Monday, 30 June 2014

In search of the Black throated Accentor

The day started with porridge for breakfast followed by a 9 hour walk around the surrounding hills in search of the elusive Black throated Accentor. There had been some intel on recent sightings but despite an extensive search at the edges of the tree line we found only Dunnocks. The initial stages of our walk took us up the steep stream beds in the forest leading to boulder fields and grassy /heather covered areas higher up. Birds seen on route included Nutcracker, Black throated Thrush, Song Thrush, Common Crossbill, Olive-backed Pipit, Greenish and Arctic warblers, Common Rosefinch, Little Bunting, Brambling, Siberian Tit, and Willow Tit. There was no sign of the Black throated Accentor.
The following day we took the Mini bus to check the hillside a little further away. Again the initial stages of the walk involved walking up a steep stream bed for nearly an hour before emerging above the treeline in an area with scattered trees grassy slopes with small patches of snow.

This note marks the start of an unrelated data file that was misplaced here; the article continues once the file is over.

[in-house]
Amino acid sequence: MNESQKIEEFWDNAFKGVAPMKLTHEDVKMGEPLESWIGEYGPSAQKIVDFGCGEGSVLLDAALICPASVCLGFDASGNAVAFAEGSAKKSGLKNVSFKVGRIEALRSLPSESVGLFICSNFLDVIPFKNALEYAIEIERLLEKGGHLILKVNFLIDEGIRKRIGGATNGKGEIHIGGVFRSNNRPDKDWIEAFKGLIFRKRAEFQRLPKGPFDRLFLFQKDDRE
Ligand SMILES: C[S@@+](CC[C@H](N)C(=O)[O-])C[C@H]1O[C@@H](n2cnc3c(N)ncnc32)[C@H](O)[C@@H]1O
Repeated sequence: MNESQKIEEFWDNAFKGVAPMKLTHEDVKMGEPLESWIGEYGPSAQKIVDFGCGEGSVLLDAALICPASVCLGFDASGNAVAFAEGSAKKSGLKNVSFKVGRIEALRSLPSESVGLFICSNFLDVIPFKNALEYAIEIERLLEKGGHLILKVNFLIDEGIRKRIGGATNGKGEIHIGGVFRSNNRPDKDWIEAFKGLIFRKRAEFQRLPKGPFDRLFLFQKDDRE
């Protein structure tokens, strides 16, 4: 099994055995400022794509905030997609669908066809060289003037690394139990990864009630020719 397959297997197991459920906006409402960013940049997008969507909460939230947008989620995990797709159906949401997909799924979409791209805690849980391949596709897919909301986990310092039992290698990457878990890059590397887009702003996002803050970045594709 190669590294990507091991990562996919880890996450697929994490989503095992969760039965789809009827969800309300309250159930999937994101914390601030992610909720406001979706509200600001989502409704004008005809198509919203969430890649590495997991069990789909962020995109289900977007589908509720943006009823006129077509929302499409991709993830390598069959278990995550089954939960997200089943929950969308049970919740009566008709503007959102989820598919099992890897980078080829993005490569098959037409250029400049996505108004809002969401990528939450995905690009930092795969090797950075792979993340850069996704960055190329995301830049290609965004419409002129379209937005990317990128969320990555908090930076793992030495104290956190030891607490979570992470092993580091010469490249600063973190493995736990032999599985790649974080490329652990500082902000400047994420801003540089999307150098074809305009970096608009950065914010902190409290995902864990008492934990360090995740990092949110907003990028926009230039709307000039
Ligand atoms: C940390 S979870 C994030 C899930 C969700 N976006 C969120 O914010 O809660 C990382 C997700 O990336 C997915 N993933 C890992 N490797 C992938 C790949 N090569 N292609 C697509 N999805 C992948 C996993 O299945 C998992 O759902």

Approaching the top
Following the stream bed through the forest
Greenish warbler
Little Bunting

 We were met by the sound of a Corncrake as we began to scan the groups of trees for the day's target bird, the Siberian Rubythroat. This was the bird I really wanted to see and all the discomfort and inconveniences of the campsite would be forgotten for a sight of this bird. When word went out that a Rubythroat was perched up in a Birch tree 100 metres or so away I was standing next to Roger K who was kind enough to let me use his 'scope. Initially the bird was facing away but then turned its head to reveal its stunning throat patch. We had further closer views as the bird moved around its territory. Unforgettable.
Siberian Rubythroat
Siberian Rubythroat in full voice

We moved on to search for another rarity of the area, Swinhoe's Snipe. We had a brief glimpse of a Great Snipe but no sign of the Swinhoe's. Other birds in the area included Fieldfare, Black throated Thrush, Yellow browed warbler and the eastern form of Lesser Whitethroat sounding very different from the birds we get in the UK.
Black throated Thrush
On the way down we had a close encounter with a Hazelhen with a brood of chicks, while
on the drive back we had Dipper and Common Sandpiper at one of the many river crossings.

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